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Comments

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Critroni Crypto Ransomware Seen Using Tor for Command and Control

NotInHere OK you CAN take down onion addresses (121 comments)

but no one wants to do that. Doing it would mean to be responsible for subsequent takedowns, and what is seen as illegal in one country may be the opposite in another country, and you would need to establish a system for takedown, which can be misused for censorship.

yesterday
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Critroni Crypto Ransomware Seen Using Tor for Command and Control

NotInHere Re:You conceded my point on rogue DNS @ least (121 comments)

To bring this back to the original topic: you know what a command and control is? I hope so. My posts only have covered the time the malware already was installed on the device. Not before. Of course you won't get the virus when you click a link "download here" which leads into nothingness. And yes, you are true, single ips are easier to fight than dns entries in remote countries, spread over the world. I just said that IPs cannot be blocked by a host file, and I say that it makes no sense to give a DNS server a DNS entry, which would have to be resolved first using a dns server, but the only one available needs a dns lookup before working, and so on and so on.

The only cause that justifies this /. story is that this malware was the first ransomware that used an onion address for C&C, not just only "tor alone". It would gain almost no advantage when it then exited the tor network again through an exit node. It would still have needed some DNS entry somewhere. onion addresses are almost impossible to take down.

Please explain: what are hardcodes?

TOR isn't slow anymore. try it. today. then come back and tell me your opinion about the speed of tor but don't yell tor *is* slow while not having tried it recently (you may yell tor *was* slow though).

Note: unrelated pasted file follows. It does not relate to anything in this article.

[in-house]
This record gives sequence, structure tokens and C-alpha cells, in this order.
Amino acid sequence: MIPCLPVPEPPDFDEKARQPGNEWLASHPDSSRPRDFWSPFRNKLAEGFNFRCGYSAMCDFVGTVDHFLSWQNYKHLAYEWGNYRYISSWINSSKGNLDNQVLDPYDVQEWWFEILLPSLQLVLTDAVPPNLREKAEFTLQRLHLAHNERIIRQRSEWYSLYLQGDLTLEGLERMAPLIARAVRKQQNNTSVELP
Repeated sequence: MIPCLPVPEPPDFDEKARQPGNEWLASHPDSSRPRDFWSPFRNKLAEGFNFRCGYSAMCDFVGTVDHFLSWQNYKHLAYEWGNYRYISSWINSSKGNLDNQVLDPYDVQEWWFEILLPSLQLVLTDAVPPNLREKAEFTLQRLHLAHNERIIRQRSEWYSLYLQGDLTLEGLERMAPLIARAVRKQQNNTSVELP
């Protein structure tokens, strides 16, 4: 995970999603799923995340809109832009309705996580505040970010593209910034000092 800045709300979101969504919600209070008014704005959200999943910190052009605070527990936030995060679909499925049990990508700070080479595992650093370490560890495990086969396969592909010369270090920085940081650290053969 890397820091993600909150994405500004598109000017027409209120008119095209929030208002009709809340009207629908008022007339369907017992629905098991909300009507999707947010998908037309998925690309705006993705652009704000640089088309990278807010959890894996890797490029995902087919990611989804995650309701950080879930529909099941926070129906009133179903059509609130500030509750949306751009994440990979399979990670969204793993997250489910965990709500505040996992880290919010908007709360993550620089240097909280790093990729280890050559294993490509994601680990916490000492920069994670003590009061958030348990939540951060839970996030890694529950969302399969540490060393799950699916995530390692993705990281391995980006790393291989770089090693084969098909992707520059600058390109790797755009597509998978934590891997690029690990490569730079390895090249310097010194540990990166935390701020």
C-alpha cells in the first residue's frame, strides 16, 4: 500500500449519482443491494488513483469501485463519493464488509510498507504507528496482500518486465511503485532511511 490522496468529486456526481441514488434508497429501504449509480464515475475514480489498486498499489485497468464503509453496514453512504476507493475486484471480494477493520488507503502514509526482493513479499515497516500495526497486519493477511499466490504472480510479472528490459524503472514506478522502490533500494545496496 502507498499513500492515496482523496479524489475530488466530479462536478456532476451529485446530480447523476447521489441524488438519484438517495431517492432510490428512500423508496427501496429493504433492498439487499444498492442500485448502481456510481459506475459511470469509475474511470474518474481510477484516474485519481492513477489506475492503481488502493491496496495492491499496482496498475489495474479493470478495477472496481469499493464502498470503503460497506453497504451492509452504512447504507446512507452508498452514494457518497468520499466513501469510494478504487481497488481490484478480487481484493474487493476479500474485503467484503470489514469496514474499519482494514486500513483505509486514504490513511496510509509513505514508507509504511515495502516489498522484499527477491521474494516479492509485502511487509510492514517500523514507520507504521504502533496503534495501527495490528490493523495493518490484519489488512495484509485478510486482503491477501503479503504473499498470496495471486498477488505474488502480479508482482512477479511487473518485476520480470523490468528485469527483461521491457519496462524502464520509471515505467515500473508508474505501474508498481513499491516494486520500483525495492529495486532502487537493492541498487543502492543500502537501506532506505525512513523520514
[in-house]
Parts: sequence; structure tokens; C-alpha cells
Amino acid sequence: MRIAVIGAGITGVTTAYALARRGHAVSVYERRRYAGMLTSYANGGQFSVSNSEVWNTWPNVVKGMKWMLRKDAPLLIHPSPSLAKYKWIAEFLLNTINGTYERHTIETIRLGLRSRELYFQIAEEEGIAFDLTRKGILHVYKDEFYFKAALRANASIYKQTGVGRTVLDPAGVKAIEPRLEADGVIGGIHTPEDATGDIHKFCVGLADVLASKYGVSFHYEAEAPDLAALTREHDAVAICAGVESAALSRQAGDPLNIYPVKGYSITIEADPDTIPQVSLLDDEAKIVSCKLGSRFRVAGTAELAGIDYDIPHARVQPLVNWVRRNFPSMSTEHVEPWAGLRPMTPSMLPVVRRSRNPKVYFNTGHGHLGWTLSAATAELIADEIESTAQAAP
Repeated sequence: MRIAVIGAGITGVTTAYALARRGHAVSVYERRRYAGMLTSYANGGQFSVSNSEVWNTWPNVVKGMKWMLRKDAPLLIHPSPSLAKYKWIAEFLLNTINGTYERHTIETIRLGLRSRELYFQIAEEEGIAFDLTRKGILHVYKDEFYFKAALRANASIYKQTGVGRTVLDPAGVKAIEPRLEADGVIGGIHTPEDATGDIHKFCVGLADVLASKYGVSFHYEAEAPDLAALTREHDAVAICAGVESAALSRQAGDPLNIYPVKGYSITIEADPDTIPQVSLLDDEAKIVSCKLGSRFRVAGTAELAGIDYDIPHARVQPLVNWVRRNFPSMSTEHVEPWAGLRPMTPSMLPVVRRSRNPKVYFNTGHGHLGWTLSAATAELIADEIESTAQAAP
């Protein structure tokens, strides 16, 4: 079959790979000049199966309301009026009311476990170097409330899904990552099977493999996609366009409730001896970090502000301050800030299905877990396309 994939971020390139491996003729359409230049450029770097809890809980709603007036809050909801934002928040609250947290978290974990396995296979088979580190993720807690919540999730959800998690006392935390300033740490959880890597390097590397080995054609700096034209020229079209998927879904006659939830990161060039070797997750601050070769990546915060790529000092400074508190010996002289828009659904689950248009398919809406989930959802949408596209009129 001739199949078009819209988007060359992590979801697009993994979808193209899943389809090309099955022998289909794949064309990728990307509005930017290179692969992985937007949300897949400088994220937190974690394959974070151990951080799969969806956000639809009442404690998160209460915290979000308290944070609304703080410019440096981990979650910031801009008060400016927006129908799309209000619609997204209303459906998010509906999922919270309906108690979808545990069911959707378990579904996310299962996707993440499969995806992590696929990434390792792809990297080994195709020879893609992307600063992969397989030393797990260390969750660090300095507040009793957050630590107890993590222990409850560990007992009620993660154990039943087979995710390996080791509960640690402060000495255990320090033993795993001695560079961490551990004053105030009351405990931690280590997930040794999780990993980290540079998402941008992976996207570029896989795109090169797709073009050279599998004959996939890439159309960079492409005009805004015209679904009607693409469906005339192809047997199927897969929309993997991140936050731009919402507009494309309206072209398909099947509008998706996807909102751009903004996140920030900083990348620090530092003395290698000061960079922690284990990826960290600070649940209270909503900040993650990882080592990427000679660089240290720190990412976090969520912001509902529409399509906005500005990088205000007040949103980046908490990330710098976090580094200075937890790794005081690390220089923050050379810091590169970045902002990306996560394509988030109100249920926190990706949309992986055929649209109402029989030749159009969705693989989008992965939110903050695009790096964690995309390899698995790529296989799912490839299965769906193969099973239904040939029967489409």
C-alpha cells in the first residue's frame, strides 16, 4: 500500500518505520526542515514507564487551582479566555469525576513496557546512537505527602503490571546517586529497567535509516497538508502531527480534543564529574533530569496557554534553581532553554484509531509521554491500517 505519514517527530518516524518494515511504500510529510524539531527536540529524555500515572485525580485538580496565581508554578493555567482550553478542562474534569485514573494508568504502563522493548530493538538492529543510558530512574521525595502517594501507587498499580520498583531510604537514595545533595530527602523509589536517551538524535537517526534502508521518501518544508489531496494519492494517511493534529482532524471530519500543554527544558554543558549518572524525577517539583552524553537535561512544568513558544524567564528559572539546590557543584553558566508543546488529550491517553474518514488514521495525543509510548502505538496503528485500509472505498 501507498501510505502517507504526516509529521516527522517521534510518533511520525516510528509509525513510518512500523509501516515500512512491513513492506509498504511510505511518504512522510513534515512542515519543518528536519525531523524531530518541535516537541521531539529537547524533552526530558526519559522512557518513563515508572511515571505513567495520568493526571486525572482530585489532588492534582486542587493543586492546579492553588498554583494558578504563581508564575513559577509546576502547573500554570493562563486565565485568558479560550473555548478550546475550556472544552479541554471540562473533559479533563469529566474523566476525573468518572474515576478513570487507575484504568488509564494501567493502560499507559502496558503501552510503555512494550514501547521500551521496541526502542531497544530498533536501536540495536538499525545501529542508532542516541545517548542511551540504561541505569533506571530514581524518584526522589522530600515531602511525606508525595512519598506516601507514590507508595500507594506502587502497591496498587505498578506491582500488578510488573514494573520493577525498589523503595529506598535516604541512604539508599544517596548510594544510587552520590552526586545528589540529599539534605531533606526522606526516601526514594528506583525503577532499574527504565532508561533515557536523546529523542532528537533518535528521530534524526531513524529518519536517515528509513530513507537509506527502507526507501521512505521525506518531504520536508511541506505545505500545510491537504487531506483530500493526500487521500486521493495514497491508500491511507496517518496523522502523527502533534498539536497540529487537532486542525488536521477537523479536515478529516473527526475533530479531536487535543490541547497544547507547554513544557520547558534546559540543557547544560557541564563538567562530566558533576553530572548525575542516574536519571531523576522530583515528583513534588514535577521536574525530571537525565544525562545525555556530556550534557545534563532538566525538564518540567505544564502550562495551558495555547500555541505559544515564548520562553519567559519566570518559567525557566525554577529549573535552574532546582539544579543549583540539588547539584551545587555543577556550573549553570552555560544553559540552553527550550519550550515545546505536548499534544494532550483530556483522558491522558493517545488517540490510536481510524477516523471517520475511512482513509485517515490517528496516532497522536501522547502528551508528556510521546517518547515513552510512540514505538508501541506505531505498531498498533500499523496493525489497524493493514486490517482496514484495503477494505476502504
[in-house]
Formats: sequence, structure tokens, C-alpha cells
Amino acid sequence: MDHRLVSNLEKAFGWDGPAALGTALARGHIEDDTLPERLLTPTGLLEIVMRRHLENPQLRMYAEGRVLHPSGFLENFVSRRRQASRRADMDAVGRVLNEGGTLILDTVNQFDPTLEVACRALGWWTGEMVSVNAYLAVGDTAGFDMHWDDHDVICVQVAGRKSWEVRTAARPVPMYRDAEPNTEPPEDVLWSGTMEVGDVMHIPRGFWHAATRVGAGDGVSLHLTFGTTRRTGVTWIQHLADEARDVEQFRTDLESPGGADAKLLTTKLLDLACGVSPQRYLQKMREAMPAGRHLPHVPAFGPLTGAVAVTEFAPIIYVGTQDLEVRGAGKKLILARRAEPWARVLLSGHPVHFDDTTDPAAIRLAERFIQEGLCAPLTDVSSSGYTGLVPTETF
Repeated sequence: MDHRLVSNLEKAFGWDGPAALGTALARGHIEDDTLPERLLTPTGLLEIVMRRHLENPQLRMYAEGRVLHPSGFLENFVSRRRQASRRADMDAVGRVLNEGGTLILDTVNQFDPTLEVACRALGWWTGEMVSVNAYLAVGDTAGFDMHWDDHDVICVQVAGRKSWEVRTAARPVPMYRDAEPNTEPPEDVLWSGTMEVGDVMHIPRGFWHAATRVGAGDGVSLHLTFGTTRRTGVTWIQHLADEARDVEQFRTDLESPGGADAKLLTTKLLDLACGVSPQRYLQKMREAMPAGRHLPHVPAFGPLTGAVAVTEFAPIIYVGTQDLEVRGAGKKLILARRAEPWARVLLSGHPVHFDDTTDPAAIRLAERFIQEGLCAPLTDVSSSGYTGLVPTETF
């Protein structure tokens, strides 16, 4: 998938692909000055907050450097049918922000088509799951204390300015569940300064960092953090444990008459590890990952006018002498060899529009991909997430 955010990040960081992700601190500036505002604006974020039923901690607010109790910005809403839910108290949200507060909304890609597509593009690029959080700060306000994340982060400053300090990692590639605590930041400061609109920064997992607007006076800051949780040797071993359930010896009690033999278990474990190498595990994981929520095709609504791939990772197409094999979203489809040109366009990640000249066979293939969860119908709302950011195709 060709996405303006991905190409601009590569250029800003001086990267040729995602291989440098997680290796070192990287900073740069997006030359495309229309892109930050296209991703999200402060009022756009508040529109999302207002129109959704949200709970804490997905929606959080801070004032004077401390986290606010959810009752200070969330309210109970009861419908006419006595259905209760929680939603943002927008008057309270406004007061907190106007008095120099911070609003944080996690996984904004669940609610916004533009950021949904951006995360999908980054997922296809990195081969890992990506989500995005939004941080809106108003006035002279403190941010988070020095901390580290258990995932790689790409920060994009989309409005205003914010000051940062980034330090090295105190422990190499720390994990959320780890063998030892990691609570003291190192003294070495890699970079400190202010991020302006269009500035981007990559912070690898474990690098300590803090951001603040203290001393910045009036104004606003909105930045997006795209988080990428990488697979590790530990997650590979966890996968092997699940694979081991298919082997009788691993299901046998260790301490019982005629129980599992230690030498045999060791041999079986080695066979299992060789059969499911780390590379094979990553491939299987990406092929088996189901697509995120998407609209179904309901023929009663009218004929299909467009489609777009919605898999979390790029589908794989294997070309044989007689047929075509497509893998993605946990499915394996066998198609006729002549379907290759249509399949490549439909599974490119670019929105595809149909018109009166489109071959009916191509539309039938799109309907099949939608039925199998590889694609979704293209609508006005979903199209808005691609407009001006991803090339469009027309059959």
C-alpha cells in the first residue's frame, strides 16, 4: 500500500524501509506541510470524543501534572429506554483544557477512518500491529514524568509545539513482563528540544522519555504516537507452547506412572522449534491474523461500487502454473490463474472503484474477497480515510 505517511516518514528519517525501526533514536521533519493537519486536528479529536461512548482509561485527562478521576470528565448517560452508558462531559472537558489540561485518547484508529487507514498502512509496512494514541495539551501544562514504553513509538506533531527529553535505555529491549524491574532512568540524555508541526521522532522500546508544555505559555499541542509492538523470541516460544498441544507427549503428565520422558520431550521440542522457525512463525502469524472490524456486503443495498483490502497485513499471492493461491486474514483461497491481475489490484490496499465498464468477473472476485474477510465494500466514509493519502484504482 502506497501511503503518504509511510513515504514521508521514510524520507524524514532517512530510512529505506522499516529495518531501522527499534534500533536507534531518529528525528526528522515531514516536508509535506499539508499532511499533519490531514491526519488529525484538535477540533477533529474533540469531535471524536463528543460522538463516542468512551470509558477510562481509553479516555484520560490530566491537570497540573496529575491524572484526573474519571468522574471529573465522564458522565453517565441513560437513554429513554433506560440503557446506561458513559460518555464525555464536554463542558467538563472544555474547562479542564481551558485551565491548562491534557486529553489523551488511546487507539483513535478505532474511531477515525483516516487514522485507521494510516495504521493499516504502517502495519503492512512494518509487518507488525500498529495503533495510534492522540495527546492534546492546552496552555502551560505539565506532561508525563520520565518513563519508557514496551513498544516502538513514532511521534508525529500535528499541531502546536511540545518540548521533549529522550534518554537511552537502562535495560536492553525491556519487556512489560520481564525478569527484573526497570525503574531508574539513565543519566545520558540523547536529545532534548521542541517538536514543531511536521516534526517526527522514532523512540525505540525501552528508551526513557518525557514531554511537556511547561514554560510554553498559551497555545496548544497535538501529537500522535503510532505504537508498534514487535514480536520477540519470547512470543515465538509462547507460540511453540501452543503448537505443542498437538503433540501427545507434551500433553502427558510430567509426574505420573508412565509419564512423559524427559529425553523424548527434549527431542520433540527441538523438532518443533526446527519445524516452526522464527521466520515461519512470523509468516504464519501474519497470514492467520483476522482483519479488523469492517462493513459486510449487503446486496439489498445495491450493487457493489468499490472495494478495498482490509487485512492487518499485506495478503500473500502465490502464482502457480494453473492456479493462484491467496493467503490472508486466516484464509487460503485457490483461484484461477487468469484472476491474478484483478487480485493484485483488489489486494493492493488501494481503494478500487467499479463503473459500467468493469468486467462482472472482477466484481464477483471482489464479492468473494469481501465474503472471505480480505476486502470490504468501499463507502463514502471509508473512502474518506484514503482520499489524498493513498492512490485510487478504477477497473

yesterday
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Critroni Crypto Ransomware Seen Using Tor for Command and Control

NotInHere Re:Block rogue DNS servers via hosts (121 comments)

Blocking ips using a hosts file... I'm sorry but I don't know of any way of doing this.
Even it it were possible, there tor uses no "rogue DNS" servers, and not using any DNS directly, the DNS is tunneled to the exit relay which then invokes the DNS request. Any block by any firewall or ISP DNS fails here -- not just DNS request blocks like the hosts files, but also IP level blocks. This is what TOR was invented for.

yesterday
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Snowden Seeks To Develop Anti-Surveillance Technologies

NotInHere Re:soviet era crypto (127 comments)

As long as it's not the latest curve, privacy preserving crypto can be written by NSA itself, and still be secure for you. SELinux was written by NSA, and I don't have a problem using it. Your security model shouldn't rely on the party your software came from. It should rely on the software itself, idependent reviews, and, if you can't afford your own review, the many-eyes-principle (which has chilling effects).
The russians could only say "this is too secure, design something that can be broken more easily".

yesterday
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Critroni Crypto Ransomware Seen Using Tor for Command and Control

NotInHere Re:Hosts override ANY DNS (even local)... apk (121 comments)

That might be true if the application is using the OS provided network stack, e.g. with DnsQuery. However AFAIK nothing prevents an application to bring its own DNS stack which queries external DNS, ignoring the host file. Does the OS block outgoing requests on port 53?
And, as I've said before, the DNS in TOR doesn't use the OS provided DNS. It uses its own one.
Blocking the C&C perhaps stops communication to the hq, but that doesn't help when the virus is written to first encrypt the HDD and then wait for further commands from C&C.

yesterday
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Critroni Crypto Ransomware Seen Using Tor for Command and Control

NotInHere Re:Angler PC malware? (121 comments)

The ldpreload attack is not a problem of the compositor, but the configuration of apparmor or SELinux:
http://mupuf.org/blog/2014/02/...
http://blog.siphos.be/2011/04/...
The transparent window attack doesn't work, does it? It seems that it is possible to make a transparent window, but then I doubt the events will be passed on onto the below applications. The keylogger would need to fake user input, which isn't possible AFAIK.

yesterday
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Critroni Crypto Ransomware Seen Using Tor for Command and Control

NotInHere Re:Angler PC malware? (121 comments)

I haven't reviewed the source code for every single application and update I install. Nor have my distro's packagers. And the software is compiled on some server I don't know, and the server is a single point of failure.